Pseudo-Martyr is divided into two sections, which treat in turn two arguments: first, that Catholics may take the oath of allegiance with clear consciences, and second, that therefore those who do not and who suffer as a result are not entitled to be called martyrs. In the preface Donne draws attention to the fact that he is especially well placed to pronounce on martyrdom true and false, asserting that:

as I am a Christian, I have been ever kept awake in a meditation of Martyrdome, by being derived from such a stocke and race, as, I beleeve, no family, (which is not of farre larger extent, and greater branches,) hath endured and suffered more in their persons and fortunes, for obeying the Teachers of Romane Doctrine, then it hath done.

Donne, Pseudo-Martyr, 1610, sig. ❡

In pursuing his thesis Donne argues that the temporal jurisdiction claimed by the pope is false, while the ecclesiastical jurisdiction claimed by various monarchs is legitimate. Arguing that those who suffer for obeying this false papal authority are not true martyrs, he distinguishes between essential points of faith and things indifferent, or adiaphora: he strikes a pose of toleration and moderation, yet in claiming the authority to make this distinction he confronts and provokes his Catholic opponents. Pseudo-Martyr is a work that marshals profound learning in the service of the king's religious policy, yet it appears to have received little notice from other participants in the heated and drawn-out controversy over the oath of allegiance (J. P. Sommerville, Jacobean political thought and the controversy over the oath of allegiance, PhD diss., University of Cambridge, 1981). It may, however, have advertised Donne's skills as a controversial theologian to the king as well as to contemporaries in the church. Walton states that James at this point first suggested that Donne should enter the church, but this suggestion was clearly not received with great enthusiasm: Donne continued to pursue his civil ambitions.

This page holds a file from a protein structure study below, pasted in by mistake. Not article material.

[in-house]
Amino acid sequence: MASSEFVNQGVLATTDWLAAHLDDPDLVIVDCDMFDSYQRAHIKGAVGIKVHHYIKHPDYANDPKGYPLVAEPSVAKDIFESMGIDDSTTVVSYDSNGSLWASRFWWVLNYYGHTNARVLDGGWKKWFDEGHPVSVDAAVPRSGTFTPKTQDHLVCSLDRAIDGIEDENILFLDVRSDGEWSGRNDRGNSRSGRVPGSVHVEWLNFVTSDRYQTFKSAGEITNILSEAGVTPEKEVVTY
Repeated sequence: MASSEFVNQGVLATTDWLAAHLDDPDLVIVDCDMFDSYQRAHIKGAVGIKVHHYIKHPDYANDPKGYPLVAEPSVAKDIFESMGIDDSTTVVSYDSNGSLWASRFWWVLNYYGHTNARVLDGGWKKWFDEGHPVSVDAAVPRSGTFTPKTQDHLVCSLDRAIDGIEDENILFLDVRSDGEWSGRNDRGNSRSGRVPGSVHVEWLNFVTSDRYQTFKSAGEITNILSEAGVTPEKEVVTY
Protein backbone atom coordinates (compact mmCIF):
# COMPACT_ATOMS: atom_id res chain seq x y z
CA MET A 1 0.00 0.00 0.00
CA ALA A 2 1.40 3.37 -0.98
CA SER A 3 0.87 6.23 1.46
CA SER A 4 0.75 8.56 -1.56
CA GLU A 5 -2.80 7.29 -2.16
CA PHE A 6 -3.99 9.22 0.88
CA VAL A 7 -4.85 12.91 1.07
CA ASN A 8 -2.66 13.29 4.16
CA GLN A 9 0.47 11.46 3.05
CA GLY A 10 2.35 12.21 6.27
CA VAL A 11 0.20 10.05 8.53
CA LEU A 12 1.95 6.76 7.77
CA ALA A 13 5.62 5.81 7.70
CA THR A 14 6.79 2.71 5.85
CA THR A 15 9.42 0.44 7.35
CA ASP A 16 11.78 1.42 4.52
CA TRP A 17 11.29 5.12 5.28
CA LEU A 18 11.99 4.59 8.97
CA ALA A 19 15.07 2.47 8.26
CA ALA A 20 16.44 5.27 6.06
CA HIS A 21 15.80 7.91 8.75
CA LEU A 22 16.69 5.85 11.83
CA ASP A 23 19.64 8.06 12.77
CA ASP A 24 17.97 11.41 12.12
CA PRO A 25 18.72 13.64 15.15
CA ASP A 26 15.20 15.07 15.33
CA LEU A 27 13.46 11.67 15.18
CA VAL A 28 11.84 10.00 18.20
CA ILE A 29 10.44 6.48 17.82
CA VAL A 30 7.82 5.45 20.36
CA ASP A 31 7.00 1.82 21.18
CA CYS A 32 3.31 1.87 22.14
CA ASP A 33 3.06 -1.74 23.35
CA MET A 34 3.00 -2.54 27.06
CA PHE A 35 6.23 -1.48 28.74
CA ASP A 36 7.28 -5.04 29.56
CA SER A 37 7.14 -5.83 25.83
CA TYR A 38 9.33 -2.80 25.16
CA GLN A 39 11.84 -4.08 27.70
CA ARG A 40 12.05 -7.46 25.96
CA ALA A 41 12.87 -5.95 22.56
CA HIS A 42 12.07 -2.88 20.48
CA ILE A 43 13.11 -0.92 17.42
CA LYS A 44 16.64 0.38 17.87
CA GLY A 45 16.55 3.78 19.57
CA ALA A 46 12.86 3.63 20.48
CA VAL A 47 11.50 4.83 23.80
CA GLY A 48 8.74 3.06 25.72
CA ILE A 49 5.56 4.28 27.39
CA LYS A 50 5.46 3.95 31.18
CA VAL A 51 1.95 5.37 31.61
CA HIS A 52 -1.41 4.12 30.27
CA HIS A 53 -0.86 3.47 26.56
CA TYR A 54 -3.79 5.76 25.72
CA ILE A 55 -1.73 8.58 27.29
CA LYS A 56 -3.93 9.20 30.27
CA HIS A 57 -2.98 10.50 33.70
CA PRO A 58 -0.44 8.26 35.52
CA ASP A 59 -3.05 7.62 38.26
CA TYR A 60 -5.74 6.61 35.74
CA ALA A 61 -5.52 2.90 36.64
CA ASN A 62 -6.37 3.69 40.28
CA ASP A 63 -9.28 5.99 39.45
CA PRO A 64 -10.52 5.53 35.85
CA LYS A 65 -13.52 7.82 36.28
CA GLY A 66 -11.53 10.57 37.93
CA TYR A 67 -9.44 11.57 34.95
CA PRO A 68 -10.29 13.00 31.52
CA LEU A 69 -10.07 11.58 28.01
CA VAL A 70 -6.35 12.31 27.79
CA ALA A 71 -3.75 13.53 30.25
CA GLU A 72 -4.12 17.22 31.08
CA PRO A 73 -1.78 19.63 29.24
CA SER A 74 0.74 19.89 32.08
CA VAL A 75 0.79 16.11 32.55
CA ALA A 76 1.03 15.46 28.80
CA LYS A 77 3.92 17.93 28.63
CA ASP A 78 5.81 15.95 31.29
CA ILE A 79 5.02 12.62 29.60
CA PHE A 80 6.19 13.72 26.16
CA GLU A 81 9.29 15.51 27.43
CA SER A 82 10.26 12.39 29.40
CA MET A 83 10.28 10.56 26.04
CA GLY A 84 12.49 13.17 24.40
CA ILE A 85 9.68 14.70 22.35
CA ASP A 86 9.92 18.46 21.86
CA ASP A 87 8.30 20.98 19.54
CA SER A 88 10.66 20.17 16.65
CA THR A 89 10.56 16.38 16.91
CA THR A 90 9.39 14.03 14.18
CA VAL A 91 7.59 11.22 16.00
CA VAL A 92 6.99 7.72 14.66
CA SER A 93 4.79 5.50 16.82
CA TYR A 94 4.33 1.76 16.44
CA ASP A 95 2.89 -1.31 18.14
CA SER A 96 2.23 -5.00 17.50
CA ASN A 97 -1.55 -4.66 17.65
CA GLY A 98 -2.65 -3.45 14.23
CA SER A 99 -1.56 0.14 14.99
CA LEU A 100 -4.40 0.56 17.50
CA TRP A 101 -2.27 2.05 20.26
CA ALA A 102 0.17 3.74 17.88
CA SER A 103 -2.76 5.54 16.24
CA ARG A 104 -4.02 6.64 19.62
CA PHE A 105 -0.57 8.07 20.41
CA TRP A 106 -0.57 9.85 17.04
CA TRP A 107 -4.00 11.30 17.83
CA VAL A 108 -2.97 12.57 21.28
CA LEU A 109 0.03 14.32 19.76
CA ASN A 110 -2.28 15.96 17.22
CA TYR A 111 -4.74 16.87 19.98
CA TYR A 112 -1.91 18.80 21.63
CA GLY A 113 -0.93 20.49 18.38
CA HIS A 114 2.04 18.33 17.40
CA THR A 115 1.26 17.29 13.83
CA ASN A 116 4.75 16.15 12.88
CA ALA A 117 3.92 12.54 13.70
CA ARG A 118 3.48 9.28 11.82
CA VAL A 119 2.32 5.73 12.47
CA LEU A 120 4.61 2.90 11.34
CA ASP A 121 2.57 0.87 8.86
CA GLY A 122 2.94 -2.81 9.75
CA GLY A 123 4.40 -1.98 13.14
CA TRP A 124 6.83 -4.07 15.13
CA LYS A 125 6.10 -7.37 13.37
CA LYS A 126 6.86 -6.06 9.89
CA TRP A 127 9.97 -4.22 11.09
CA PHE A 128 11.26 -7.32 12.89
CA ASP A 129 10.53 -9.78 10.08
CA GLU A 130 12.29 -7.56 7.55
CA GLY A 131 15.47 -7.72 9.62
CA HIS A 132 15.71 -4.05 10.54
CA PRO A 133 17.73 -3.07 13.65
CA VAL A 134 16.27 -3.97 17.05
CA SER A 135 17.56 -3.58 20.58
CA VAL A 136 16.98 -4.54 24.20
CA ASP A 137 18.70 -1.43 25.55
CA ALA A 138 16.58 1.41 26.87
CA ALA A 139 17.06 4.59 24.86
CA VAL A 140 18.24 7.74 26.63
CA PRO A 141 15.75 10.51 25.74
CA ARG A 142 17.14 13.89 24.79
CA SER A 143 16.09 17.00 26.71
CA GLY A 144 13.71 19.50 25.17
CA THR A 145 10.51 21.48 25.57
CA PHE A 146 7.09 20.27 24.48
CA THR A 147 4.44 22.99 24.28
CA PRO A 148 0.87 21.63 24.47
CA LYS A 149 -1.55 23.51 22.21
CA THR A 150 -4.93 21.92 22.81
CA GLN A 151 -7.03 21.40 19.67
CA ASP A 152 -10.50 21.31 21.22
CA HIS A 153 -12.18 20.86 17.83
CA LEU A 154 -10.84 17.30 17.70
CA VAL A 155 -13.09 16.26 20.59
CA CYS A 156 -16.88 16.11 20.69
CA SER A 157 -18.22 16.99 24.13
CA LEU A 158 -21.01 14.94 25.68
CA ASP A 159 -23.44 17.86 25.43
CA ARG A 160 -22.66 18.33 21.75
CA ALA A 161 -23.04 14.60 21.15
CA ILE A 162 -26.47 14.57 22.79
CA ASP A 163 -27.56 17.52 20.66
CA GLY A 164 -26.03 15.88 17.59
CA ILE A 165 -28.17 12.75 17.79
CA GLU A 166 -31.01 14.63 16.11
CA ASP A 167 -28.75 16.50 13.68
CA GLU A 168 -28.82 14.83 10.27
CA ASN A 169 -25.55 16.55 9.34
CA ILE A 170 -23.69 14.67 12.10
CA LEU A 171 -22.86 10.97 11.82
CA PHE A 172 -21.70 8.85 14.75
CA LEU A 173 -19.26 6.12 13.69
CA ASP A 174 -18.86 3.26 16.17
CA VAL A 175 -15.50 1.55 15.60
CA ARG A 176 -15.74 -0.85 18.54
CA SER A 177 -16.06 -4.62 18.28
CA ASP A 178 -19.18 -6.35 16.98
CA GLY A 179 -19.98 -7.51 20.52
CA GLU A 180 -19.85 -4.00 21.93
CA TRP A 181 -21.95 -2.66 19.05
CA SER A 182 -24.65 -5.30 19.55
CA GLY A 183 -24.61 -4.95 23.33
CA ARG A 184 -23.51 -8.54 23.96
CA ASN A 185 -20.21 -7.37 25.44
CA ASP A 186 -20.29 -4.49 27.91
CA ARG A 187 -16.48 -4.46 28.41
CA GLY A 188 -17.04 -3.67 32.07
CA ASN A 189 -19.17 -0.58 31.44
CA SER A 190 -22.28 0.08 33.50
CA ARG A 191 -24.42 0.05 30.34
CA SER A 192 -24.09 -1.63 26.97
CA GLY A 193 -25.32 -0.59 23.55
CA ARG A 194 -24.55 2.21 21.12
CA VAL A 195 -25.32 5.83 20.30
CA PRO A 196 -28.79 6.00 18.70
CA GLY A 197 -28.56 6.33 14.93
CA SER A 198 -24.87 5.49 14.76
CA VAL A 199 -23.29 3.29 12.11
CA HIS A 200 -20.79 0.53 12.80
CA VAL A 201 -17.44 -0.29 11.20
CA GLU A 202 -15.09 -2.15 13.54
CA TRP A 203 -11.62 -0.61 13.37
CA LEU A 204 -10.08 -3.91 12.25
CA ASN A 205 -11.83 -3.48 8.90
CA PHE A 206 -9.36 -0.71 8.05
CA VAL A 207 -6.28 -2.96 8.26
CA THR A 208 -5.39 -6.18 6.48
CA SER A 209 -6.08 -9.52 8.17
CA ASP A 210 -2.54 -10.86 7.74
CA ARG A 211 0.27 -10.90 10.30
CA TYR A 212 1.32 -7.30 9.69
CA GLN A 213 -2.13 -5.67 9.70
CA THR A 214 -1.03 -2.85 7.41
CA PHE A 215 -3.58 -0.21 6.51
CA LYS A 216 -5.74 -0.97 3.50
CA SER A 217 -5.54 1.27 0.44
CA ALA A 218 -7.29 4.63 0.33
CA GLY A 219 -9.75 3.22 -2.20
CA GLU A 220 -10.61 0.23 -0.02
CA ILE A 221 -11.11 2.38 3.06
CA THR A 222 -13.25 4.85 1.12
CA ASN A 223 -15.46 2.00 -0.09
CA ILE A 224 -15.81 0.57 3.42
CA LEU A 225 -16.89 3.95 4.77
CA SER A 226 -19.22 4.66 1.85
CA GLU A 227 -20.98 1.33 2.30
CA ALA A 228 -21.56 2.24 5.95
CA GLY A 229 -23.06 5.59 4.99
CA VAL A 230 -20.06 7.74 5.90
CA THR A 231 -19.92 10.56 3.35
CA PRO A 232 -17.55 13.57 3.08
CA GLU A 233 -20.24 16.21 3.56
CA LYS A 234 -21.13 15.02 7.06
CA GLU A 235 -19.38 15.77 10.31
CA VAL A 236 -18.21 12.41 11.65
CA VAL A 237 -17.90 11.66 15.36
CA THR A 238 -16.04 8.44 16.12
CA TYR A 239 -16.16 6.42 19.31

In April 1610 Donne was made an honorary MA of Oxford. It was probably later that year that he wrote his next controversial work, Conclave Ignati, or Ignatius his Conclave. While Pseudo-Martyr tends to conceal its confrontational position behind eirenic language, Ignatius is a brief and biting satire against Roman Catholics in general, Jesuits in particular, and all kinds of innovators, couched in the form of a dream-vision, a Menippean journey to hell where Ignatius holds court. The book was published anonymously, first in Latin and then in Donne's own English translation. It makes much play with this anonymity, a preface 'from the Printer to the Reader' describing the author's supposed reluctance to publish while very deliberately setting the book as a companion-piece to Pseudo-Martyr. Once again Donne displays a studied ambivalence to learning, exposing the distortions of Roman Catholic reading practices while displaying his own erudition. He mocks the procedures of controversy (side-notes support tiny points in Donne's argument by reference to enormous volumes) while at the same time demonstrating his competence in them.